RR 390: Creating a Heroku-Like Deployment Solution with Docker with Pedro Cavalheiro

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    Panel:

    • Dave Kimura
    • Eric Berry
    • Charles Max Wood
    • Nate Hopkins

    Special Guest: Pedro Cavalheiro

    In this episode of Ruby Rogues, the panelists talk with Pedro Cavalheiro who is from Brazil, but currently resides in Hamburg, Germany where he works at Xing. He is a software engineer, an actor, and has been working with the web since 2010. He has worked mostly with Ruby and PHP languages, and since 2015 has worked full-time with Ruby on Rails. The panelists and Pedro talk about his background and his article. Check it out!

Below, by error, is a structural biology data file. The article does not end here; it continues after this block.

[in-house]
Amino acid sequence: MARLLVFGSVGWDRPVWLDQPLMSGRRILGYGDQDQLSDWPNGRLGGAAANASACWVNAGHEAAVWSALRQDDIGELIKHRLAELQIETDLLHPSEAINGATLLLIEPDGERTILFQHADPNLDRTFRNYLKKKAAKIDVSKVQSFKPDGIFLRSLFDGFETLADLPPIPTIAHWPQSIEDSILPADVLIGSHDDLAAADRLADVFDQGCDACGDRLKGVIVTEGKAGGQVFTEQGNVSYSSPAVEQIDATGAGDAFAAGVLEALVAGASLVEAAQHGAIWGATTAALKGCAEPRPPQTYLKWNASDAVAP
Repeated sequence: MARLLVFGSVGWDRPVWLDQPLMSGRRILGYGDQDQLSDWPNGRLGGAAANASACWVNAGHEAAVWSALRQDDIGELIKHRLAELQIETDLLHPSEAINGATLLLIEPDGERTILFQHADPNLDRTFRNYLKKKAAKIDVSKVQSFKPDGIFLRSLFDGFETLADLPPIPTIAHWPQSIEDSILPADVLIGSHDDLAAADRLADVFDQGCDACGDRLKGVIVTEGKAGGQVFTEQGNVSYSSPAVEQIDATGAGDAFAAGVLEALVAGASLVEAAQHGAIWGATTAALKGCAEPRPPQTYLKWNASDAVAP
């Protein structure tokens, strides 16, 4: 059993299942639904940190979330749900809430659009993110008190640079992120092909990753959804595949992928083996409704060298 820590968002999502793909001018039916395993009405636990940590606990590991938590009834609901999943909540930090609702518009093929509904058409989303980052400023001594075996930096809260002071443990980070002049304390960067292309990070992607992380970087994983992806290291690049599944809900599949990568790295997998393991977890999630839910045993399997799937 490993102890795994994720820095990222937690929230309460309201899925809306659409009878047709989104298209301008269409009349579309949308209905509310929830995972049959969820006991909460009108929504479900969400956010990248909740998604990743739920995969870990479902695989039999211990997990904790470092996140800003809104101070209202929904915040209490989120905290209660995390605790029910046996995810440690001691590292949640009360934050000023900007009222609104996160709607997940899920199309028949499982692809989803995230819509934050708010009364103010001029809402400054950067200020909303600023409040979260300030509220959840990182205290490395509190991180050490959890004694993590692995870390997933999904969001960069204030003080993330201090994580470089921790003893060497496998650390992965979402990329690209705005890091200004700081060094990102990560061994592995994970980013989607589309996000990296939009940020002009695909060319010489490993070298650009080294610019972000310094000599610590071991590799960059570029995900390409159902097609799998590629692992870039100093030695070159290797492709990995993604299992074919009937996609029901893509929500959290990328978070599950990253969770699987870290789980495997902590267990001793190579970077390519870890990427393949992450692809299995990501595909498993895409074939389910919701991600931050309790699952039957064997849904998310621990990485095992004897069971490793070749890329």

Show Topics:

    0:00 – Advertisement: Sentry.io

    1:04 – Chuck: Hi! Panel is Eric, Dave, Nate, myself – and our special guest is Pedro Cavalheiro! Please introduce yourself! Is that Spanish or Portuguese?

    Chuck: P.S. – The DevRev is my new show and check it!

    1:57 – Guest: My name means gentleman! Here at your service.

    2:05 – Guest: I am a developer and worked with web technologies for 10 years. I do some DevOps stuff and working with Ruby. I just moved to Hamburg, Germany with the same company.

    3:02 – Chuck: How do you make that decision?

    3:07 – Guest: There is no magical answer. It depends on your needs and what time you have? At the time when I wrote that article I worked with a small startup company. For us, we used Heroku at the time.

    4:09 – Guest: Current company is bigger and 500 developers. We have different ops teams and they have their own infrastructure and tools. They have more money, time, and people. For what they need it needs to be more scalable. It depends on the company and the requirements and your resources.